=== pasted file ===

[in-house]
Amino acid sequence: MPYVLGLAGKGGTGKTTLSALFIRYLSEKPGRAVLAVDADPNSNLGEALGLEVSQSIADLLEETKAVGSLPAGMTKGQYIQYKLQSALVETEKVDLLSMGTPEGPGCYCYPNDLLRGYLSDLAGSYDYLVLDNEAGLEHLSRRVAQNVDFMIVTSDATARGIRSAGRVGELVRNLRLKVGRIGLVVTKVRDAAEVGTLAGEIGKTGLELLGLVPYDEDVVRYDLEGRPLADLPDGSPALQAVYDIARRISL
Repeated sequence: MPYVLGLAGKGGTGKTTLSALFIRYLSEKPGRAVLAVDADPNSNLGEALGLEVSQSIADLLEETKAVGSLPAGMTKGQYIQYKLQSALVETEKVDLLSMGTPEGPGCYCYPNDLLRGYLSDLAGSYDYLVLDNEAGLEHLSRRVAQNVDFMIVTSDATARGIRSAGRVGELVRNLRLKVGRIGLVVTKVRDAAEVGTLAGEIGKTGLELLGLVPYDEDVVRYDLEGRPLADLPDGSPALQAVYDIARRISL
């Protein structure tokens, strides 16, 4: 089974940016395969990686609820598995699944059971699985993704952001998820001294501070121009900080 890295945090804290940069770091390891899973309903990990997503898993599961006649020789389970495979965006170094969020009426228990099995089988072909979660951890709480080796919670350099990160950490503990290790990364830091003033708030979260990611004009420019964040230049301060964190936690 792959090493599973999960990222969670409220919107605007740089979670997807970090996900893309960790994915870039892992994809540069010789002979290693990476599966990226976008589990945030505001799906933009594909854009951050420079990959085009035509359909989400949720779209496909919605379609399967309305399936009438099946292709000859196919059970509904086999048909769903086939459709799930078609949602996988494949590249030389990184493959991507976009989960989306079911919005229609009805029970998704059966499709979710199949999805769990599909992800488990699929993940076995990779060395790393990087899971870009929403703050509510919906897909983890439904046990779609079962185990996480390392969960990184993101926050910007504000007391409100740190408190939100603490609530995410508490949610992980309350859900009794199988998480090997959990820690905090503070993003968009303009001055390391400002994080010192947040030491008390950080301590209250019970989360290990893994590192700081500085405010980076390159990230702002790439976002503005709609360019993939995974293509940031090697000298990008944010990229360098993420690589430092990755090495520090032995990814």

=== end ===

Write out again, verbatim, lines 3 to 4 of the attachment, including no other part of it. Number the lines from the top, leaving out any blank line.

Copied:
Repeated sequence: MPYVLGLAGKGGTGKTTLSALFIRYLSEKPGRAVLAVDADPNSNLGEALGLEVSQSIADLLEETKAVGSLPAGMTKGQYIQYKLQSALVETEKVDLLSMGTPEGPGCYCYPNDLLRGYLSDLAGSYDYLVLDNEAGLEHLSRRVAQNVDFMIVTSDATARGIRSAGRVGELVRNLRLKVGRIGLVVTKVRDAAEVGTLAGEIGKTGLELLGLVPYDEDVVRYDLEGRPLADLPDGSPALQAVYDIARRISL
């Protein structure tokens, strides 16, 4: 089974940016395969990686609820598995699944059971699985993704952001998820001294501070121009900080 890295945090804290940069770091390891899973309903990990997503898993599961006649020789389970495979965006170094969020009426228990099995089988072909979660951890709480080796919670350099990160950490503990290790990364830091003033708030979260990611004009420019964040230049301060964190936690 792959090493599973999960990222969670409220919107605007740089979670997807970090996900893309960790994915870039892992994809540069010789002979290693990476599966990226976008589990945030505001799906933009594909854009951050420079990959085009035509359909989400949720779209496909919605379609399967309305399936009438099946292709000859196919059970509904086999048909769903086939459709799930078609949602996988494949590249030389990184493959991507976009989960989306079911919005229609009805029970998704059966499709979710199949999805769990599909992800488990699929993940076995990779060395790393990087899971870009929403703050509510919906897909983890439904046990779609079962185990996480390392969960990184993101926050910007504000007391409100740190408190939100603490609530995410508490949610992980309350859900009794199988998480090997959990820690905090503070993003968009303009001055390391400002994080010192947040030491008390950080301590209250019970989360290990893994590192700081500085405010980076390159990230702002790439976002503005709609360019993939995974293509940031090697000298990008944010990229360098993420690589430092990755090495520090032995990814």